EU 23 Jun 2020
Sweden will join the new Common Practice within the EU with regards to the distinctiveness of shape marks, sometime referred to as three-dimensional marks. This new practice applies to shape marks containing verbal and/or figurative elements when the shape itself is not distinctive. The practice aims to make sure that the minimum level is reached to ensure the overall assessment for registrability. This new Common Practice will take effect on 1 July 2020.
This new EU practice is a continuation of European trademark reform that will further harmonize the respective trademark laws of the EU Member States. If the distinctiveness is assessed in different ways, there is a risk that trademarks with a lower threshold of distinctiveness are registered in certain jurisdictions within the EU. This could cause problems throughout the common economic area and, by extension, reduce consumer choice and trade competitiveness. Therefore, the various IP offices in the EU countries have agreed on this common practice.
This new practice applies when the distinctiveness of the shape marks is not sufficient for registration alone, but the trademark also needs to contain verbal and/or figurative elements.
When assessing the distinctiveness, the trademark’s function, reference to the goods and the consumer’s perception are taken into consideration. The assessment includes the trademark’s elements and their distinctiveness as well as the trademark as a whole. In order to determine if the threshold of distinctiveness is met, a number of factors and circumstances affecting the distinctiveness as a whole need to be taken into account. Below are the main statements of the principles of the Common Practice:
Verbal and figurative elements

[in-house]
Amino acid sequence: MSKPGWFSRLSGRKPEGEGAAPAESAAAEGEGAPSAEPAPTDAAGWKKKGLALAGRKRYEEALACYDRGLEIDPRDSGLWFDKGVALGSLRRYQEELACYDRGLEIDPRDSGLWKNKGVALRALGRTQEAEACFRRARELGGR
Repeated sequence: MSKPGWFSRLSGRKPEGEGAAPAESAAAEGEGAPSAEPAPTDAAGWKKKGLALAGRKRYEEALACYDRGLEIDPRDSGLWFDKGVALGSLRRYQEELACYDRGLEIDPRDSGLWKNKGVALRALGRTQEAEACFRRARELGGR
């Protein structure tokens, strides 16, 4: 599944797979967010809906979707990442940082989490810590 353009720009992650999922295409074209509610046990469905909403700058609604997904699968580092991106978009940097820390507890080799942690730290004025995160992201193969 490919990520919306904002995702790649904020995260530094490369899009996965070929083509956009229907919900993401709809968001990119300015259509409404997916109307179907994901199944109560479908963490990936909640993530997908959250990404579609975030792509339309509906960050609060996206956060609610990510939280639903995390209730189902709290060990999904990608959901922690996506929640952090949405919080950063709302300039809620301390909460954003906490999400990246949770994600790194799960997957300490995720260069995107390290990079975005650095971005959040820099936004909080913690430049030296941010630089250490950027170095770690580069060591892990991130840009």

As a starting point, if a non-distinctiveness shape contains a part which has distinctiveness in itself, it will suffice to render the mark as a whole distinctive. The size and proportions of the verbal/ figurative elements, their contrast with respect to the shape and their actual position on it, are all factors that may affect the perception of the mark assessing its distinctiveness.
In assessing the distinctive character of a colour, regard must be had to the general interest in not unduly restricting the availability of colours for the other traders.
The use of contrast can also affect the capacity of the verbal/figurative elements to be identified, and ultimately to render the sign distinctive as a whole. The use of less contrasting colours can still be sufficient to allow an element to be identified as distinctive.
Due to their nature, the colour of engravings/embossings/debossings blends in with the product itself and makes them harder to be perceived and identified. Nevertheless, engravings are frequently used to distinguish shape marks.
Combinations of factors and elements
There are situations where a shape mark contains more than one of the elements reviewed above.
Moreover, there may be cases where more than one of the abovementioned factors are relevant to determine the impact of the elements in the distinctiveness of the sign. In all situations, the distinctiveness of the mark will depend on the overall impression produced by the combination of those factors and elements.